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It Isn’t Easy to Hang a Jury

In the short time it took the jury to convict Donald Trump — ten or so hours — there was ample time, between Ozempic commercials, for cable TV’s legal pundits to speculate on the harrowing possibility of a hung jury. Surely, the thinking went, there would be a plant on the jury who would insist on acquittal, force a mistrial, and Trump would skate yet again.

It didn’t happen, not this time. But as we look forward to a long trail of trials over the next several years, the subject will surely come up again.

I’m here to tell you it’s not likely. Deadlocked juries are rare — roughly six percent of trials — and most of those are the result of poorly prepared cases. Even if a diehard Trump fan were to get on the jury, the chances of that person deadlocking it — or even wanting to — are not high.

I had the chance to hang a jury once, and it created an ethical dilemma that I might have failed — or not.

It isn’t often one is thrown into a room with eleven total strangers and ordered to get something done. Most people don’t spend a lot of time in meetings, and the need to seek a consensus, let alone a unanimous one, doesn’t come up that often.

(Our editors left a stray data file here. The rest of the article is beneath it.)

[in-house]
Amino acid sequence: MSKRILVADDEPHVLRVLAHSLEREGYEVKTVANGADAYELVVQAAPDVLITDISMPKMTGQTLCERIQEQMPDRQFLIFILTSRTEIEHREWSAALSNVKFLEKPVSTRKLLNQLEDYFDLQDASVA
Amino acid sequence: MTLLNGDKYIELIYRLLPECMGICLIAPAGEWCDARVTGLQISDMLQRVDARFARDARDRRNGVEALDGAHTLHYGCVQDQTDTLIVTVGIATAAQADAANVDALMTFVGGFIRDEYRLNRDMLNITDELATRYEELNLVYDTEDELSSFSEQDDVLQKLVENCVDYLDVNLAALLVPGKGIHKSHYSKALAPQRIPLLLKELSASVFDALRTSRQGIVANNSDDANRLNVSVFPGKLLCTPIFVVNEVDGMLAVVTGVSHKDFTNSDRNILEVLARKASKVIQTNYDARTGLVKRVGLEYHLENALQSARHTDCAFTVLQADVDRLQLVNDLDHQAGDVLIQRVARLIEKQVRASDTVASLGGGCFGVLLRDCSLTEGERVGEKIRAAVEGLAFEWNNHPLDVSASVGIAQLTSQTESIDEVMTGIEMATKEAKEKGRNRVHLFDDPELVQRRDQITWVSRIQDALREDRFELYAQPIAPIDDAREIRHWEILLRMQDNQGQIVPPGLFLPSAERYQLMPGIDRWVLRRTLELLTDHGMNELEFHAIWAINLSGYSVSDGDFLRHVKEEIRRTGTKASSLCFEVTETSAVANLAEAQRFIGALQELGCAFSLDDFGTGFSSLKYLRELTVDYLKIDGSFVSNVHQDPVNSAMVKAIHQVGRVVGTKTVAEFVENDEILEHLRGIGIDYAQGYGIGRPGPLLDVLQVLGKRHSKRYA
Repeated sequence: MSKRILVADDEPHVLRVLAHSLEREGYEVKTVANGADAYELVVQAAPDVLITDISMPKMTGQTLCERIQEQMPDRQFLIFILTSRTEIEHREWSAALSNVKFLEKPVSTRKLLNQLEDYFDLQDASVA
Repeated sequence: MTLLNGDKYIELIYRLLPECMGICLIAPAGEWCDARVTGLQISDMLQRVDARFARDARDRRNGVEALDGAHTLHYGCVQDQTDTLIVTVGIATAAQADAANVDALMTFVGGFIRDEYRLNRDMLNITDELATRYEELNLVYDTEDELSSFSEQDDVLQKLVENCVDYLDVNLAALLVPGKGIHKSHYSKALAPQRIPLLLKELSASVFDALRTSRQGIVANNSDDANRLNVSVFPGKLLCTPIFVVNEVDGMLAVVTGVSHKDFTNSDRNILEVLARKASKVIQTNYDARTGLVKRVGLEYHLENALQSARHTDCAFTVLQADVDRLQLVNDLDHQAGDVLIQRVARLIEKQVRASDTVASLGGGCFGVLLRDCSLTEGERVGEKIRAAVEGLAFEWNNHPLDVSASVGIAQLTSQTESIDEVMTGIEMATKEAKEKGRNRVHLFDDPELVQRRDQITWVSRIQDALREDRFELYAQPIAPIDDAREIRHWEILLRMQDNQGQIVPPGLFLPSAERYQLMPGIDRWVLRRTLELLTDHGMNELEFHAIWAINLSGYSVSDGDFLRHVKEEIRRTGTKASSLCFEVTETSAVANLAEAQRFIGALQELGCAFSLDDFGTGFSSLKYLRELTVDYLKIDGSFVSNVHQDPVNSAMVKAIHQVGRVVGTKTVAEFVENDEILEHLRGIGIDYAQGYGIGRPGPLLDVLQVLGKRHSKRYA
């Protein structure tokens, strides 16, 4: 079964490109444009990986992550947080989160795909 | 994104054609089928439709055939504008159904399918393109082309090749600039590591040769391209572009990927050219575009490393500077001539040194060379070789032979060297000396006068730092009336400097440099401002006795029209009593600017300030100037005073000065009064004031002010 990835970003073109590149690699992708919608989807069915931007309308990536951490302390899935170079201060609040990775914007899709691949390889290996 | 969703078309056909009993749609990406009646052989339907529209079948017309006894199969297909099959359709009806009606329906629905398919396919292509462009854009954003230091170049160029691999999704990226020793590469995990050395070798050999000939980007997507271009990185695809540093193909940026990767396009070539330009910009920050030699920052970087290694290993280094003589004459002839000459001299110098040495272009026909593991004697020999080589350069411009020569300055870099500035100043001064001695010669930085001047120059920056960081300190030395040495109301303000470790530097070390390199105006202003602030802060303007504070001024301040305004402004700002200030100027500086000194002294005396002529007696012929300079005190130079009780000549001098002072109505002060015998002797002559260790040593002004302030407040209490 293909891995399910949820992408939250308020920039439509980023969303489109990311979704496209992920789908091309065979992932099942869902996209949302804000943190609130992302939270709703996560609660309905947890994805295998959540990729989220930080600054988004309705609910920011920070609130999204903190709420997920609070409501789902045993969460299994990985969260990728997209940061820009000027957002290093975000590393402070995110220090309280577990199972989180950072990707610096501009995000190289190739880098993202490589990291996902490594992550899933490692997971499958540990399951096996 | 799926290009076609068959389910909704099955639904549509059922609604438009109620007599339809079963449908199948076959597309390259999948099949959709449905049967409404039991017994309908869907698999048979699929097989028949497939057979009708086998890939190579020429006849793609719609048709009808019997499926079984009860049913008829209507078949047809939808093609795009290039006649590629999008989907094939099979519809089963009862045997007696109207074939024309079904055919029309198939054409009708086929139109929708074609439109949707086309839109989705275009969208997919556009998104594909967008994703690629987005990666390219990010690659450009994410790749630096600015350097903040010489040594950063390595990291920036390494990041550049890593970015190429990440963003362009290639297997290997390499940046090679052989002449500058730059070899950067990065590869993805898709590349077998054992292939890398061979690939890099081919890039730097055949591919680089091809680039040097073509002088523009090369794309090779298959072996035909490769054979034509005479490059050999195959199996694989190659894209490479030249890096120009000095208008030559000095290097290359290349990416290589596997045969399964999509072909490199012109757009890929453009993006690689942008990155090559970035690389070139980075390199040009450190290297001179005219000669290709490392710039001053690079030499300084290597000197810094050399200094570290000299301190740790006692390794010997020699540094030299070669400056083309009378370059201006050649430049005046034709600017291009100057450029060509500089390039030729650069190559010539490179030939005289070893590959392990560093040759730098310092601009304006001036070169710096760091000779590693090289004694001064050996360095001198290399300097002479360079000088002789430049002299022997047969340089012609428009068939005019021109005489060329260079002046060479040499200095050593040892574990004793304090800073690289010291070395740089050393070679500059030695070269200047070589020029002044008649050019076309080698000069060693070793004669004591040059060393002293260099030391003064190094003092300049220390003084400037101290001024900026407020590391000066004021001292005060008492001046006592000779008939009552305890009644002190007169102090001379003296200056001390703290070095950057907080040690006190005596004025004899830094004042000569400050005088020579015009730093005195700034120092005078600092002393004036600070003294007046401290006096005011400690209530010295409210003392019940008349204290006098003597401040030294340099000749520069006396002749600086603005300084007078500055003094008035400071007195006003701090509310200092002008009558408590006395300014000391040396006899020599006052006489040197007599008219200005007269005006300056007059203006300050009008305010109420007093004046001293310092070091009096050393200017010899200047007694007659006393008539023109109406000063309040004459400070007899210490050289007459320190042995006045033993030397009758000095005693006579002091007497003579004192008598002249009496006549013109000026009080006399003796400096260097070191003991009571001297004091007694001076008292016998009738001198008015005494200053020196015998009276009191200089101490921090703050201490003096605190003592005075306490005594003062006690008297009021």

A big-city jury is a true melting pot. All twelve jurors are picked at random, part of a jury pool that might number in the hundreds. All races, genders, religions, ages, and income levels are summoned to the courtroom, all of us sitting for hours on the same hard wooden benches, a palpable reminder that we’re all equal before the law.

After much waiting, we might be assigned to a trial, which means we’ll be interviewed by the prosecutor and the defense attorney, who will haggle over our suitability. Most likely, we’ll be rejected by one or the other.

Unless you’re me. When I serve, I usually end up on a jury. I don’t know why.

The trial in question was in the very same Bronx courthouse immortalized in Tom Wolfe’s Bonfire of the Vanities (brilliant novel, lousy movie), and it was a singularly ugly experience.

The defendant was a guy in his twenties on trial for selling cocaine, who’d been arrested in what I now know was a routine buy-and-bust operation, where undercover cops do the buying, and uniform cops do the busting.

Much of the juror experience is about leaving your cynicism at the door. From the minute you enter the courthouse, the gravity of the legal system takes over. Once you’re in this rules-based environment, your life is about rules-based arguments, through which weighty matters are decided. Preconceived notions tend to vanish, replaced by the logic and dispassion of the law.

So even had I believed that cocaine should be legal, and that selling it to children was a public service, all I was permitted to think about was the law, and whether that law had been broken. It was my civic responsibility to think this way, and — like almost everyone I encountered, every time I served — I took it seriously.

The trial itself was straightforward. The undercover cops testified about the buy, the uniform cops about the bust, and after two days we were sent to the jury room to deliberate. That’s when it got weird.

We convicted the guy on the first count right away, first time we took a vote. Selling cocaine. No muss, no fuss. Guilty.

So naturally, the second count — intent to sell cocaine — should be a no-brainer, right?